Zahav
Old City | Israeli | Entrèes: $13-$20
Ranking: 1 • Last Year’s Ranking: New to the List
Just when we think we’ve seen it all, Zahav comes along and introduces us to the haute side of Israeli food — a cuisine we barely knew existed beyond falafel. But it’s more than just the novel, national-attention-garnering concept that earned Zahav the prime spot on this year’s list. The room is sophisticated, yet energetic and unpretentious; the attentive (if quirky) servers are engaging; and we have yet to find a situation (out-of-towners, business deals, mother-in-law dinners, girls’ night out, romantic dates, picky eaters, snacks-at-the-bar) for which this restaurant isn’t a perfect pick.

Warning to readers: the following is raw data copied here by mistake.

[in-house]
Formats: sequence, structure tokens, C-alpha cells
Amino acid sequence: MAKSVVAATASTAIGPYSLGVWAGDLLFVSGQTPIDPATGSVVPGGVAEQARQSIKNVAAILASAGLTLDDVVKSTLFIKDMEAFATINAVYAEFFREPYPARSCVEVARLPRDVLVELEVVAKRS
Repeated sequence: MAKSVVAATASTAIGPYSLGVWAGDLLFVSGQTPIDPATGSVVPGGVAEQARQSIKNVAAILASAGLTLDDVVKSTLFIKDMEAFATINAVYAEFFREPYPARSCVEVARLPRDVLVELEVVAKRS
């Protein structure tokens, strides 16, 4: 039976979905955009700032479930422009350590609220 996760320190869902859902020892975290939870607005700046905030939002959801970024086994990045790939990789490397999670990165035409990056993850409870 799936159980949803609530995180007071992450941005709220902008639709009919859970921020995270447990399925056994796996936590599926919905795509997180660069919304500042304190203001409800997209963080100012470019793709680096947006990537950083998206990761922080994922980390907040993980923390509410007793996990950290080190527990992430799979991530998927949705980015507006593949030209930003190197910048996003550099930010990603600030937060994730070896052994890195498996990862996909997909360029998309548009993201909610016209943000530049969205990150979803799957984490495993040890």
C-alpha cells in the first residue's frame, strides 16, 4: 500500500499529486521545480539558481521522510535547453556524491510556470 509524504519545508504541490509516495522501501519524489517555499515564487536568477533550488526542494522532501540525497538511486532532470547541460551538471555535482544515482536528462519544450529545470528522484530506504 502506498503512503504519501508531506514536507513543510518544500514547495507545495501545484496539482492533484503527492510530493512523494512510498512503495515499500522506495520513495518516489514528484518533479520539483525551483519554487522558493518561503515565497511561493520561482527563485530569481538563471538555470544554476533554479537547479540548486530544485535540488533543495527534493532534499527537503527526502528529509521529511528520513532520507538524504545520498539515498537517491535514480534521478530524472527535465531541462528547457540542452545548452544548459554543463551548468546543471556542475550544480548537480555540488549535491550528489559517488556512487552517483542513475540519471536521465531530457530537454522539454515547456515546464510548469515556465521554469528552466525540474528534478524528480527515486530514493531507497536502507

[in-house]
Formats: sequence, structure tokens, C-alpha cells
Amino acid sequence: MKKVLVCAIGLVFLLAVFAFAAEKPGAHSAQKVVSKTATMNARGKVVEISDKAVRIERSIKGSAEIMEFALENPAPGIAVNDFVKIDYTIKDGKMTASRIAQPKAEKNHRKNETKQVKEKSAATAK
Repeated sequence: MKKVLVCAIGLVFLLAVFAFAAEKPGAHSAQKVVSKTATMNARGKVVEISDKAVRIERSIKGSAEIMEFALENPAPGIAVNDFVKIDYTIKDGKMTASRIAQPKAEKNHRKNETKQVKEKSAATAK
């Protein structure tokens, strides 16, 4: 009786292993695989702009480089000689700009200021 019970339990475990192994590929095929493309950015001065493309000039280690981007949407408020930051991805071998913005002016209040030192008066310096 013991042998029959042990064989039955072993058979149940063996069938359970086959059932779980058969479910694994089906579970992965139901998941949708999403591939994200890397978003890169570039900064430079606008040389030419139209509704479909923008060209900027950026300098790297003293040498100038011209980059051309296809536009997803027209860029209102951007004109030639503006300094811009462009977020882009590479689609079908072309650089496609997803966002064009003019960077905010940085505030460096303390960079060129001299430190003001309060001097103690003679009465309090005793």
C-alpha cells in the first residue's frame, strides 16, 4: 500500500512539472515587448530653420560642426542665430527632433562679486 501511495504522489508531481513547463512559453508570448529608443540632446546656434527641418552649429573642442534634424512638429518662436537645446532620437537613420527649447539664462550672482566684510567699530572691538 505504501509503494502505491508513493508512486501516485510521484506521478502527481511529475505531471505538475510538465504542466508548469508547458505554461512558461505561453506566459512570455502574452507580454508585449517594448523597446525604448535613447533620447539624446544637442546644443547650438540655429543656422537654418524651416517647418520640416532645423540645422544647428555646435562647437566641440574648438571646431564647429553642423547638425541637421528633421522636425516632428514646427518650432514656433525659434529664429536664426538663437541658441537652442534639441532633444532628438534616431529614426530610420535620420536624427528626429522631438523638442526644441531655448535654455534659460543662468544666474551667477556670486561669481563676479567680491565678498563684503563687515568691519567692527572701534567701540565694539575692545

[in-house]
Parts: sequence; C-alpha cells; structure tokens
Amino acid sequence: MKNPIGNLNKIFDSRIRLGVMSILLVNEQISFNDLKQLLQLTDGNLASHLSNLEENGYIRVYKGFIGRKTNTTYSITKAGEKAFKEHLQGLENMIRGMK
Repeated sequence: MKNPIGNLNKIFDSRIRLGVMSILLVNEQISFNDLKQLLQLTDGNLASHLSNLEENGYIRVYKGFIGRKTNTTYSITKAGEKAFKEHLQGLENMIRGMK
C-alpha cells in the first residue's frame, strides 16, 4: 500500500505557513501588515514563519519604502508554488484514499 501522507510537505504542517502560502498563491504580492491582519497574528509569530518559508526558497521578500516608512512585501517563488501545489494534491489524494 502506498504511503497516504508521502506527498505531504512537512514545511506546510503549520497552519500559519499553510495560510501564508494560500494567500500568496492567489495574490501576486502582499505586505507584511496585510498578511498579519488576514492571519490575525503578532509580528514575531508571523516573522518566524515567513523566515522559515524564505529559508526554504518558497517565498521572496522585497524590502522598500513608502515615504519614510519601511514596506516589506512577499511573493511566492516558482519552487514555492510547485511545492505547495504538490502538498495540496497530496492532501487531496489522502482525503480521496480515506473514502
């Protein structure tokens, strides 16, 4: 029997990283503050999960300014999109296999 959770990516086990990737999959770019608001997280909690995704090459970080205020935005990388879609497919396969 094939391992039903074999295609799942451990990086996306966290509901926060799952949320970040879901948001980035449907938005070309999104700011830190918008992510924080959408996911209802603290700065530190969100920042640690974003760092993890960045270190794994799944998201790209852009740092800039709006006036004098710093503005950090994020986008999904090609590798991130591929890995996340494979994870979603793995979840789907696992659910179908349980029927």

But while the scene is set, it’s the food — which is really ethnic-turned-approachable—chef Michael Solomonov creates that steals the show. We debate which of the four hummus options is best (the answer obviously being all), and agree there’s no better way to start a meal than with the salad tasting. There are options for those who look for something atypical — smooth chopped liver on rye toast, whole roasted lamb shoulder, spices like sumac—but the skewers of beef, house-made sausage, eggplant or chicken have something everyone loves: a hot-off-the-grill, addictive charred flavor. Order: The hummus is a must, as are the just-pulled-from-the-wood-oven flatbreads to scoop it up with. 237 Saint James Place, 215-625-8800. See User Reviews, Hours, & Other DetailsSee MenuMake a Reservation